Seminal Readings Week at ALA
In mid-February, SEGL students participated for the first time in a longstanding ALA tradition: Seminal Readings. In small groups organized by advisory families, students and faculty engage with a set of texts that ALA faculty have determined, over years of honing, to be particularly important.
During their time on the ALA campus, SEGL students are assigned to many different sub-groups that help them integrate into the community, and ALA advisory families are one of these groups. In addition to meeting one-on-one each week with a primary SEGL advisor, each student is assigned to an ALA advisory family, a space in which they are the only SEGL student with 5-6 ALA students and an ALA faculty member. Some SEGL students are grouped with Year One ALA students, and others with Year Twos. Depending on which year they are with, they tackled a different theme during Seminal Readings: For Year Ones, the guiding question was: “When should a leader speak?” For Year Twos, it was: “What defines a good society?”
In this blog post, two SEGL students share reflections on the Seminal Readings experience:
Chase Quijano, from Princeton, NJ, was part of a Year One group: For a week of school, the SEGL students at ALA got to experience Seminal Readings. Seminal Readings is when students break off into groups at certain times of the day and discuss a segment of passages that were assigned to them with their Advisory Group. For me, my advisory group was grouped together with Mr. Thomas’s. We met near the entrance of the school, upstairs in Conference Room 1. Our teacher in charge, Mr. Thomas, greeted us every day of the week and was always incredibly ecstatic with joy to discuss what passages we read the previous night. The environment itself was very comforting and open: everyone made sure to respect everyone’s personal opinions as well as the backgrounds and experiences we all come from. When discussing the various readings, one of my favorite readings was called “The Allegory Of the Cave” by the Greek philosopher Plato. The text itself contains many forms of symbolism related to the path of enlightenment, and there are four stages in particular. The text starts out with the setting of prisoners being stuck in a cave, in chains. Being in the cave is meant to symbolize ignorance and lack of the truth that the real world holds. When the prisoners are released from the chains in the cave, this represents being brought into the world of truth. Finally, leaving the cave itself is entering the world of enlightenment and knowledge. When discussing this passage with my group, I found it fascinating how everyone was able to correlate the meaning behind it with their own personal experiences. Mr. Thomas discussed how his grandmother in France has a very old mindset, and how she is metaphorically still in the cave. I discussed how in the United States there is a situation of many people still being in the cave, and because of that ignorance is flooded throughout our society. That passage is just one of the many we discussed during seminal readings, I feel that taking a week to read these passages was very important for us to realize what we are attending such a prestigious school for. We are attending it to make the world a better place, and to help other people out of the cave.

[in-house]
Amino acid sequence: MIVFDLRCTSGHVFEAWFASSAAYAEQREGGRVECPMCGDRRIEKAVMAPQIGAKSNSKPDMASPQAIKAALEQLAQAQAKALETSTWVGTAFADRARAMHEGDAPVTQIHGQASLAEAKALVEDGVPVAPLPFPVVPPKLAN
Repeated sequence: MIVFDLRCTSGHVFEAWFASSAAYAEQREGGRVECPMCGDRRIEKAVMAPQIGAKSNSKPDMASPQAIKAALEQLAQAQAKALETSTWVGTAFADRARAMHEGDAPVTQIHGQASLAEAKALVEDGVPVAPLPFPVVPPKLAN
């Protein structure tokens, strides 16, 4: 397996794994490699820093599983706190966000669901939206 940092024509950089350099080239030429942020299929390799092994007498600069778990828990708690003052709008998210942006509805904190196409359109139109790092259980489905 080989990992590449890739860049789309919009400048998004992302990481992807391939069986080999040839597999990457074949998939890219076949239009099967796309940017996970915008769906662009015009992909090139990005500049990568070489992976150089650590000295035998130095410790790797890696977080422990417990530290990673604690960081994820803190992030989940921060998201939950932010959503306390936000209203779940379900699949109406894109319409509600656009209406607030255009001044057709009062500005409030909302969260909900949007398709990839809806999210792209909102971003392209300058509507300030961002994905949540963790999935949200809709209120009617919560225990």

Audrey Liu, from New York City, was part of a Year Two group: One of my favorites was Julius Nyerere’s “Education for Self Reliance.” As someone in the middle of the education system, it can be hard to find a sense of perspective to look at it with, beyond “I need to work hard” and various ways of thinking about opportunity. What Nyerere encouraged me to do was to see beyond the individual experience of education to the purpose of education for the collective. (Given that Nyerere was a socialist leader of a country, I would probably be confused if he didn’t.) That said, he talked about education as a way for humanity to pass down all its inherited knowledge, and that was intriguing beyond a political concept. I thought about what would happen if we failed to pass down, let’s say, an important Physics concept. There’s nothing innate in writing that down or seeing children as tiny physicists, and so it would just disappear. How long would it take for someone to come up with that again? Humanity prides itself on “progress,” but Nyerere reminded me how fragile that narrative of “progress” is.
If I agree with Nyerere that education’s purpose is a) to pass down skills, knowledge, values, and culture through humanity, and b) to prepare children with the schools they need for their lives–and as of right now, I can’t think of any reason why I should disagree–then I could easily make the argument that education doesn’t serve those purposes. It seems to me that perhaps it was never meant to serve that purpose at all – at least not in the U.S. If U.S. educations were truly meant to work within Nyerere’s vision (a big and frankly unlikely “if”), we would prioritize the availability of that education to everyone. Instead, we have a so-called “merit-based” system that often seems to me like it operates more in service to the goal of societal differentiation than anything else. Given that in the U.S., that differentiation most commonly occurs on race and socioeconomic class lines, how does this modern system in any way reflect the goals Nyerere set out?
SEGL students will get to participate in one more set of Seminal Readings next month. Stay tuned for more thoughtful reflections on these identity-forming texts!